Legal Impact of Your Online Life
Facebook, Twitter, online forums, blogs, email, and texting. Electronic media is an ever an ever growing form of communication and social interaction. It’s easy, readily accessible, and entertaining, but is it safe? Under normal circumstances, your online life may seem a small matter. That can quickly change if you are involved in a self defense shooting.
Use of Social Media for Investigations
Investigators are increasingly turning to electronic media of all types during investigations. A 2011 survey by the International Association of Chiefs of Police revealed that 71% of the police agencies surveyed used social media during investigations. There are organizations dedicated to researching and conducting social media forensics, and for as little as $80 you can buy software designed to scan a suspect’s computer “for evidence of social network activity and [to] identify social networking web pages visited by the suspect.” Social media has been used as evidence of wrong doing, fraud, intent, motive, and mental state. Pictures of suspects drinking, websites visited, online arguments or threats, and forum posts are readily available and are routinely used to build a picture of the suspect for investigators and juries.
If you are involved in a self defense shooting, you should expect to have your computers, cell phones, diaries, and even your library seized for evidence. The court may even order you to turn over all user names and passwords for your social media accounts. This may seem like an invasion of your privacy, but recent court decisions (see Largent v. Reed) clearly state that there is no reasonable expectation of privacy in information shared on social media sites.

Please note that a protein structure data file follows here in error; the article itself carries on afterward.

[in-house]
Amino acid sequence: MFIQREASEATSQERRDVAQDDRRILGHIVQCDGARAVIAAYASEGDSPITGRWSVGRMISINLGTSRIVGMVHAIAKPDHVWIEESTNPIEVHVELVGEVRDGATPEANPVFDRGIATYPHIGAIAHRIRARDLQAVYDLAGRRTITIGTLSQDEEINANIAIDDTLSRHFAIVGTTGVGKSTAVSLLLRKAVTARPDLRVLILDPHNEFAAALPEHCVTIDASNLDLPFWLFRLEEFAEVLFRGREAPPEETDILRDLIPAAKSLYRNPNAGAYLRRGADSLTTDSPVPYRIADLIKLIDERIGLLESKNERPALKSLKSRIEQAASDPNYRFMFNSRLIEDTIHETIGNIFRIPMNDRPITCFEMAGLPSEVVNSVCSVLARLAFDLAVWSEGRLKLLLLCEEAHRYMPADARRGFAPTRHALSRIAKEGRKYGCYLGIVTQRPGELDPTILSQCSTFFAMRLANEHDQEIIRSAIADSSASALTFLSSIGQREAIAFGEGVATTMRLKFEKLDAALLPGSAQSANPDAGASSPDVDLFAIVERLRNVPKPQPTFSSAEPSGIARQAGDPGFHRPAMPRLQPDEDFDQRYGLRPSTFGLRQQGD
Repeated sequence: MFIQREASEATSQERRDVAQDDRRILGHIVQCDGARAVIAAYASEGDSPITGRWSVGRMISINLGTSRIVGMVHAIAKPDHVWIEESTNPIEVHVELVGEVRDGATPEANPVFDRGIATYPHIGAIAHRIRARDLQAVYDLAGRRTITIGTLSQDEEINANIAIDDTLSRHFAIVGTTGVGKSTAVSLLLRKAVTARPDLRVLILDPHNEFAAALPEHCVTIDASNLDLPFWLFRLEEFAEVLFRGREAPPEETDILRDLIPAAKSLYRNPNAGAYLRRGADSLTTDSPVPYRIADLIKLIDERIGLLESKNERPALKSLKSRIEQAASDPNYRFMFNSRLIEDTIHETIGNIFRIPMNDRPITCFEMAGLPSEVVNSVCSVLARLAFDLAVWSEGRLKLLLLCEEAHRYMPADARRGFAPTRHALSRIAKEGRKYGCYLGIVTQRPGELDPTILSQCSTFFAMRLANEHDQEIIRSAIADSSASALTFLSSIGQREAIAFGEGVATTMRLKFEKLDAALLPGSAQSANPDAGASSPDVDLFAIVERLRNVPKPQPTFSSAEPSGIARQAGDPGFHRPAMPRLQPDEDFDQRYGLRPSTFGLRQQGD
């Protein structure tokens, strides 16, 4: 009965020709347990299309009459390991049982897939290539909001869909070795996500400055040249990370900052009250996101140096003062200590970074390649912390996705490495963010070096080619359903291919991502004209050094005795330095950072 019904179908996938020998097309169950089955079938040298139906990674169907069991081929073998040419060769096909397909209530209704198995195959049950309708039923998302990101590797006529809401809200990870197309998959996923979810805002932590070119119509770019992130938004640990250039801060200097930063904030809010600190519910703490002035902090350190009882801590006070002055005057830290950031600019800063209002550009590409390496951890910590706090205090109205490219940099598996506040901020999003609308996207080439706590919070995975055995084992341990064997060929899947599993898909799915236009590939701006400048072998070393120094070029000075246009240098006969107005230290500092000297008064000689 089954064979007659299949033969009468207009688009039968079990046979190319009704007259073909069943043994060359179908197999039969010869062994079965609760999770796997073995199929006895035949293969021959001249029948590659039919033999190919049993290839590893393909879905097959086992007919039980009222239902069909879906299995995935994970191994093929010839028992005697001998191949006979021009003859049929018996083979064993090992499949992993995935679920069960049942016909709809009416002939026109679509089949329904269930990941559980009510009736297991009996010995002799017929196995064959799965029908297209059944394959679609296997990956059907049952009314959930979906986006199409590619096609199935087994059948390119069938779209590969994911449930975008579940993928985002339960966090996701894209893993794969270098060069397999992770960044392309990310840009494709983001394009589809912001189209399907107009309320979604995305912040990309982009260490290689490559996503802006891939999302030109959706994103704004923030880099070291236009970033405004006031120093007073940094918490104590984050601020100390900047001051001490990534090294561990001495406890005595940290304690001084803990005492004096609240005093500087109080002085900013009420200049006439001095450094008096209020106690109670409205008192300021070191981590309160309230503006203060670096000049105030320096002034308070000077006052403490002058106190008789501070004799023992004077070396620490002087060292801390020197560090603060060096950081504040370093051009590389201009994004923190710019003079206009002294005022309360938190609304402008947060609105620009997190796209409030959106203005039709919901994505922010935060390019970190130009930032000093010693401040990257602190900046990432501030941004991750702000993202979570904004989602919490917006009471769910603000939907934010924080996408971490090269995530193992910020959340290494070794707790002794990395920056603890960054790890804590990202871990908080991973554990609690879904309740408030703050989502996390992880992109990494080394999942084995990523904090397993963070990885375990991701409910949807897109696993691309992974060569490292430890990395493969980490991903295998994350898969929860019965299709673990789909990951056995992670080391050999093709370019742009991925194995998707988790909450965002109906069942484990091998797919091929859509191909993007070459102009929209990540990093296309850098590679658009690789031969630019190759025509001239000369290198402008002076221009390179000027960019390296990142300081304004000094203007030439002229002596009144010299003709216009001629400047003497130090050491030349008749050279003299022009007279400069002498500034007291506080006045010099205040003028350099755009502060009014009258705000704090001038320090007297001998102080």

The golden rule for social media is “Think before you post”. Signature lines such as “Kill ‘em all and let God sort ‘em out” or a simple comment that a criminal shot during a home invasion “got what he deserved” may very well be used to show a propensity or desire to use violence. Prosecuting attorneys are not required to explain the context of your statements and if they can slap down 20, 50, or 100 such comments in front of the jury it is going to hurt your defense. How much worse will it look if they can show you have anti-government tendencies, routinely make racist comments, or that you have a “shoot first and ask questions later” attitude? I see all of these and more on forums all the time.
Spend some time on your favorite forum and pretend you are a prosecuting attorney looking for evidence against one of the forum members. You’ll be surprised how easy it is to twist even seemingly innocent comments. Now look at your own comments and see how they might use them against you.
The internet is a wonderful place to connect with like minded individuals, to share lessons learned, and educate yourself and others. However, the impression of anonymity is an illusion. Remember, anything you say or post can and will be used against you in a court of law.
© 2012, mjshozda. All rights reserved.